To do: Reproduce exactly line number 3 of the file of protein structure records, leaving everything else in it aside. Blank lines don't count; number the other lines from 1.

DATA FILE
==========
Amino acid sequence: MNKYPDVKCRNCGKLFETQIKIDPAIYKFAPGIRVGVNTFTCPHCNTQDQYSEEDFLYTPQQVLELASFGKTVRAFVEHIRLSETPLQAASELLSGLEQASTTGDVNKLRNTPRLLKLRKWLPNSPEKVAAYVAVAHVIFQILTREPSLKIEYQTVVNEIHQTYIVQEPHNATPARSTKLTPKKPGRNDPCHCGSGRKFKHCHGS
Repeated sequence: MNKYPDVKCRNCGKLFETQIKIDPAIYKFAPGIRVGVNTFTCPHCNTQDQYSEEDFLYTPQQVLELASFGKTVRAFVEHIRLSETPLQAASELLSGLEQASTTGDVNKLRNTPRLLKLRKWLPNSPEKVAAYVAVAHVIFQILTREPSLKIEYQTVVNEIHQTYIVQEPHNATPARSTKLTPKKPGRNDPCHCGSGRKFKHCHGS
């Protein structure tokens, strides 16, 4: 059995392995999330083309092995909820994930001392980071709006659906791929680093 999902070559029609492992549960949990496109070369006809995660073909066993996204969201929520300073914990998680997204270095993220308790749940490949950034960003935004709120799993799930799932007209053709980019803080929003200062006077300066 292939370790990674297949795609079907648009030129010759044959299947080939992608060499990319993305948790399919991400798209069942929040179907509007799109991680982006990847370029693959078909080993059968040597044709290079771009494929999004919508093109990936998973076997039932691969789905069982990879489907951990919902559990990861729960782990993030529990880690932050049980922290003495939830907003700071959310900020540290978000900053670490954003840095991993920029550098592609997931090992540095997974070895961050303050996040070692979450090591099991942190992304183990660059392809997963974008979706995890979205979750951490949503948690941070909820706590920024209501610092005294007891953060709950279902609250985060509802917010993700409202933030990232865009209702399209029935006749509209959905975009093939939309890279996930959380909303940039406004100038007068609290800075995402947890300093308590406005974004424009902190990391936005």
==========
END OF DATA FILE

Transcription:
């Protein structure tokens, strides 16, 4: 059995392995999330083309092995909820994930001392980071709006659906791929680093 999902070559029609492992549960949990496109070369006809995660073909066993996204969201929520300073914990998680997204270095993220308790749940490949950034960003935004709120799993799930799932007209053709980019803080929003200062006077300066 292939370790990674297949795609079907648009030129010759044959299947080939992608060499990319993305948790399919991400798209069942929040179907509007799109991680982006990847370029693959078909080993059968040597044709290079771009494929999004919508093109990936998973076997039932691969789905069982990879489907951990919902559990990861729960782990993030529990880690932050049980922290003495939830907003700071959310900020540290978000900053670490954003840095991993920029550098592609997931090992540095997974070895961050303050996040070692979450090591099991942190992304183990660059392809997963974008979706995890979205979750951490949503948690941070909820706590920024209501610092005294007891953060709950279902609250985060509802917010993700409202933030990232865009209702399209029935006749509209959905975009093939939309890279996930959380909303940039406004100038007068609290800075995402947890300093308590406005974004424009902190990391936005």